NAFTA, G7 Negotiations Produce Tension on Climate, Agreement on Oceans
Canada and the United States are in discussions over climate- and environment-related language in two documents that are important to both governments—the revised North American Free Trade Agreement (NAFTA), and the text for next year’s G7 summit in Charlevoix, Quebec.
In the tortured NAFTA talks between Canada, Mexico, and an increasingly recalcitrant United States administration, the U.S. has called for past side deals on the environment and labour to be brought into the main agreement. But Donald Trump’s trade representatives are also “privately pushing against the inclusion of the phrase ‘climate change’ in that chapter, and against any mention of multilateral cooperation on the environment,” Bloomberg News reports, citing two sources close to the negotiations.
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“While mention of climate change in a trade agreement would be largely symbolic, Prime Minister Justin Trudeau has pushed for the inclusion of such ‘progressive’ elements to help boost public support for trade,” Bloomberg notes. “Canada and Mexico favour recognizing the challenge of climate change in the agreement,” and “Canada is also pushing for stronger environmental standards within NAFTA.”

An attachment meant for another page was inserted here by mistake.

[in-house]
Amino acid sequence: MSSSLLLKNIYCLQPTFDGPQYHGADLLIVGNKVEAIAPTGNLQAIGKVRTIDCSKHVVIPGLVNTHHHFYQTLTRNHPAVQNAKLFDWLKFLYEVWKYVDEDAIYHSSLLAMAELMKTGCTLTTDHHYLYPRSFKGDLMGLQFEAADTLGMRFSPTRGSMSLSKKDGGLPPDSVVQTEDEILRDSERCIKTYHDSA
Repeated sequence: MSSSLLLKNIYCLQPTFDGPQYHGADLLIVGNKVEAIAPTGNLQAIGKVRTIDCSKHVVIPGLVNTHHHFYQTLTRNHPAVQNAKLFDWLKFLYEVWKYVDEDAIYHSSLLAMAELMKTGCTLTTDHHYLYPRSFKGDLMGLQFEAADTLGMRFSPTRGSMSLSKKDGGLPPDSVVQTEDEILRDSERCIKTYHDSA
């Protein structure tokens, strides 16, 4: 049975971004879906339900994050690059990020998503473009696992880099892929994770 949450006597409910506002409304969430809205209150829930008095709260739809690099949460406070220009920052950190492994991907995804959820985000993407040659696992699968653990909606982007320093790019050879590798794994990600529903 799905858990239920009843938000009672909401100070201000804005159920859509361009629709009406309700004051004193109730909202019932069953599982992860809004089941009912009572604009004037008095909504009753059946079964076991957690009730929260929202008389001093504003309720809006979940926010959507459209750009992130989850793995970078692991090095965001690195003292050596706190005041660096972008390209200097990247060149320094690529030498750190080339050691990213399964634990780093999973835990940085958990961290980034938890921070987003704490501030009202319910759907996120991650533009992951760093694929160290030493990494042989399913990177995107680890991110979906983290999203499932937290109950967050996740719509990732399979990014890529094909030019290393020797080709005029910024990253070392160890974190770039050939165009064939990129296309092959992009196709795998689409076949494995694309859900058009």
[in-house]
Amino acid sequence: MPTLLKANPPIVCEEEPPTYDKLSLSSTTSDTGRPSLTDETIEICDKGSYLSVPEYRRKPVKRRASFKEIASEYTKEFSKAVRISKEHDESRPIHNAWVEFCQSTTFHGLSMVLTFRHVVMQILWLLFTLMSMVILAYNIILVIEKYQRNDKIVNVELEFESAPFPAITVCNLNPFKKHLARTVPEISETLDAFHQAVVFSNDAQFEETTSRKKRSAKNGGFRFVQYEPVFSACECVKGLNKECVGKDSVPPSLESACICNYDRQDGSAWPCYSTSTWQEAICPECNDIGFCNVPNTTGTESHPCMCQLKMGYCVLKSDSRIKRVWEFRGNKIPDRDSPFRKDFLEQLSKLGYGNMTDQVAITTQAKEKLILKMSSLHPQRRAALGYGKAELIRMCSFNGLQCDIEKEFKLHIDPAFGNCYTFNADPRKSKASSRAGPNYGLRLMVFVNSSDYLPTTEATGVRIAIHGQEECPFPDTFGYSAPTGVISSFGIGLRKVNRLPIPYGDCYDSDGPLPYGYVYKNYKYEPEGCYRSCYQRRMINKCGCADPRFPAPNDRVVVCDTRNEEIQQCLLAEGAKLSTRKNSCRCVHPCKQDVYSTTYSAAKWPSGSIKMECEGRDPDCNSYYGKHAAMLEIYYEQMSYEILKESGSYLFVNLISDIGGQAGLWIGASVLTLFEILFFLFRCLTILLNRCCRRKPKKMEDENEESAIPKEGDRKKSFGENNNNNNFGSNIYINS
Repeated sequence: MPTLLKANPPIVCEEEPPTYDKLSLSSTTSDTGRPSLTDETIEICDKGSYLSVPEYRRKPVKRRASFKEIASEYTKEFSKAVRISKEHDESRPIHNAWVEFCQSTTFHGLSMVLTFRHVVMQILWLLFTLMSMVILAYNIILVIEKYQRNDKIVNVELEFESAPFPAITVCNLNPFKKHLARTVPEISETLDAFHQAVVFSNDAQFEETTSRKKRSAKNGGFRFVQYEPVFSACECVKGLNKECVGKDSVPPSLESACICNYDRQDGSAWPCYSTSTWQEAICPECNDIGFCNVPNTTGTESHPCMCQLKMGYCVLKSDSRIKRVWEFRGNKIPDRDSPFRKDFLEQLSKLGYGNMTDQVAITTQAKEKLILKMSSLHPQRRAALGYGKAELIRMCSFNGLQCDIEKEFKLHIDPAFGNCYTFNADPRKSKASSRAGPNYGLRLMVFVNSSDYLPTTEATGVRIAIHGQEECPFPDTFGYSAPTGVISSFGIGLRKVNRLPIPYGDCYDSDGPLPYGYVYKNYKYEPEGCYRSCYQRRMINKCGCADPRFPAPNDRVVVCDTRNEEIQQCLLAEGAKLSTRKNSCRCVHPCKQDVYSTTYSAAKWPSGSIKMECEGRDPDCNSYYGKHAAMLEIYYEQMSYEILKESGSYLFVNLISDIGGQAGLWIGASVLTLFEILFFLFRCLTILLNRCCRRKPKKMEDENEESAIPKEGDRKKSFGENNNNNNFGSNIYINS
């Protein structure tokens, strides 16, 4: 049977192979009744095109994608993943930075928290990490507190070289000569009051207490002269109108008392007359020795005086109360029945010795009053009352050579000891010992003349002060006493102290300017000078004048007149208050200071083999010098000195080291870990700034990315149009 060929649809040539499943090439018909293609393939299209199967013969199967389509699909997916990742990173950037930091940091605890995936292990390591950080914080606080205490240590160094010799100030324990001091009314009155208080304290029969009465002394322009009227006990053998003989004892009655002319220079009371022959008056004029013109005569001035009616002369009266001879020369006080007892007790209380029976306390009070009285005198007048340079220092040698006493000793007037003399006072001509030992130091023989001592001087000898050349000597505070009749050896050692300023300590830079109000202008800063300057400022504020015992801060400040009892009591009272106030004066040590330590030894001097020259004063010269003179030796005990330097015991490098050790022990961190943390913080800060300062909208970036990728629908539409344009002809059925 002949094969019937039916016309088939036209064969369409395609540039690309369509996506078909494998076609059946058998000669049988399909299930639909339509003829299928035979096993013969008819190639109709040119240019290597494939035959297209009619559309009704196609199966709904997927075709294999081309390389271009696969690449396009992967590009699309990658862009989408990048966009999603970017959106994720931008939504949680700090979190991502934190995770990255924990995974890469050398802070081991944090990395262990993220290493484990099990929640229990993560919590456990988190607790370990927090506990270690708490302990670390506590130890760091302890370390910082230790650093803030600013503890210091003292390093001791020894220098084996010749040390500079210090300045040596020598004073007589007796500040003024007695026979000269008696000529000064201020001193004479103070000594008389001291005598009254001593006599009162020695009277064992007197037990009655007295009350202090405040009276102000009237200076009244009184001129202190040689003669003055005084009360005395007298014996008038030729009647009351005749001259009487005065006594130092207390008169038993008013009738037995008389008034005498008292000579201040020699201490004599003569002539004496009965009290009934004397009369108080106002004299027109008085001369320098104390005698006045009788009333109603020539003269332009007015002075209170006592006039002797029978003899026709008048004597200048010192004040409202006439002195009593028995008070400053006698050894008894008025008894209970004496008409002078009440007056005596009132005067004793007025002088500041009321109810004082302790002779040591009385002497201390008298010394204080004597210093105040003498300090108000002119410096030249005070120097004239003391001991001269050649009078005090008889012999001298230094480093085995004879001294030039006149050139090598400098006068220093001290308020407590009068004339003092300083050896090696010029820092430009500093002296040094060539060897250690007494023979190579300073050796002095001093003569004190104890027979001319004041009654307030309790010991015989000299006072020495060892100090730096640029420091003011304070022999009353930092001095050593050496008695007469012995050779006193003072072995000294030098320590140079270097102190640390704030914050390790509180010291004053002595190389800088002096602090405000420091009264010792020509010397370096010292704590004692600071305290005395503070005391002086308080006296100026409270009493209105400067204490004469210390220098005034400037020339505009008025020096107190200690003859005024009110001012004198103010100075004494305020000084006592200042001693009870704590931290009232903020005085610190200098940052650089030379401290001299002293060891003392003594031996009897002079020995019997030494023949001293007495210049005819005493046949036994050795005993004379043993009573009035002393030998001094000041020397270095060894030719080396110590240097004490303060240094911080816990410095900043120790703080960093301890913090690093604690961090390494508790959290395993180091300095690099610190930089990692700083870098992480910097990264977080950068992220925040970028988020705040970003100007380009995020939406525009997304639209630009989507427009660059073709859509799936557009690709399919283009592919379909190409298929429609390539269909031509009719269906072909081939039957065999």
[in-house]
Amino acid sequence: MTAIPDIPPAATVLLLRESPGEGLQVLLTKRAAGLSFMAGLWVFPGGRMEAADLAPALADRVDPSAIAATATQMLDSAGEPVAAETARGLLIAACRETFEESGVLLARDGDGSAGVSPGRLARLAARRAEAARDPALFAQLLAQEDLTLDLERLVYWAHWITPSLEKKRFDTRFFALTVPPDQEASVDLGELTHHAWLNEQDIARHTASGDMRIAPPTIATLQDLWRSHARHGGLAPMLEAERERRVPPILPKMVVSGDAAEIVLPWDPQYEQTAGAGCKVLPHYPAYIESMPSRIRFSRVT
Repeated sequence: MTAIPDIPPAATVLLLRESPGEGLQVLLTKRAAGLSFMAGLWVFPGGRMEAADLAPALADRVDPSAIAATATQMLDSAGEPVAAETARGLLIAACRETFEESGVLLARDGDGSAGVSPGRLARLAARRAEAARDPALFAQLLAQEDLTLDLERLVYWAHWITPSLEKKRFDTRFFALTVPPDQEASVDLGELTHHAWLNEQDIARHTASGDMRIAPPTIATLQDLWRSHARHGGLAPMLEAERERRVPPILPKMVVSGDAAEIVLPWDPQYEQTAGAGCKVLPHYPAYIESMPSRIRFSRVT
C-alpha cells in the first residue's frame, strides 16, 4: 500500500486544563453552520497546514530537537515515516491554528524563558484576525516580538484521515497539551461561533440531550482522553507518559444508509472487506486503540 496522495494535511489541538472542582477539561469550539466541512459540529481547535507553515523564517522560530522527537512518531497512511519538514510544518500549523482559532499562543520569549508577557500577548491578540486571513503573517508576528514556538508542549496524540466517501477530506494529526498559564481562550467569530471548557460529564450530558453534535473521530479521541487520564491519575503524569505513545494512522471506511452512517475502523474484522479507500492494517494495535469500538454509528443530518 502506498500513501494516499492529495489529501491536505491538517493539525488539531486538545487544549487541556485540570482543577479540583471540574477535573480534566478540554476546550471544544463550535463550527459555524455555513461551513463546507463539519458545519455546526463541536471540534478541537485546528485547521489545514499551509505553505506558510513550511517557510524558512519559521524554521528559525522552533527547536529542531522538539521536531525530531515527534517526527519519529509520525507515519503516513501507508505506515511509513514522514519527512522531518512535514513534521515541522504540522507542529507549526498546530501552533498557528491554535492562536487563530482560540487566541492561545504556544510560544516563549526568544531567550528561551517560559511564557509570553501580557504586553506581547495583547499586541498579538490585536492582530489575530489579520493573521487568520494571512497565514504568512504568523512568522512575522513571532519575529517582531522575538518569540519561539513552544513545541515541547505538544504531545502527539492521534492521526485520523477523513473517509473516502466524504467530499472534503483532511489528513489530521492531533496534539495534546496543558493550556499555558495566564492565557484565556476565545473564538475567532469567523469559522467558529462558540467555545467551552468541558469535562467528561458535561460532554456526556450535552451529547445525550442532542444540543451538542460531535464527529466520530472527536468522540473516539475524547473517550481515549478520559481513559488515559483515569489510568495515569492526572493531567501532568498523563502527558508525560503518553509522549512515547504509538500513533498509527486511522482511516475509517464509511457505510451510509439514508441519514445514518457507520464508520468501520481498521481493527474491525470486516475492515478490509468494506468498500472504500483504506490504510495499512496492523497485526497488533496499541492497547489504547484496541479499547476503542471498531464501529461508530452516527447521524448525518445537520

With Canada assuming the G7 presidency for 2018, discussions are also getting under way in the lead-up to the Charlevoix summit June 8-9. On a Facebook Live chat last week, Trudeau laid out five themes for the year: investing in growth “that works for everyone”, preparing for jobs of the future, gender equality and women’s empowerment, collaboration on climate, oceans, and clean energy, and building a more peaceful, secure world.
Trump is apparently going along with a Canadian initiative that “will make preservation of the world’s oceans a major agenda item,” The Canadian Press reports.
“That’s because the conversations will focus on how to preserve and bolster coastal areas that have been devastated by natural disasters, or face major threats in the future,” the news agency states, citing Peter Boehm, Canada’s deputy minister responsible for the summit.
“I think there is a certain relevance there. I know that the people I’ve talked to—and I have not talked to the president on this—there is an interest in pursuing this as one of our themes,” Boehm told CP.
At last year’s G7 and G20 summits, the U.S. behaved as such an outlier that observers began referring to the gatherings as the G7 Minus One and G19. “The times when we could completely rely on others are, to an extent, over,” German Chancellor Angela Merkel said at the time.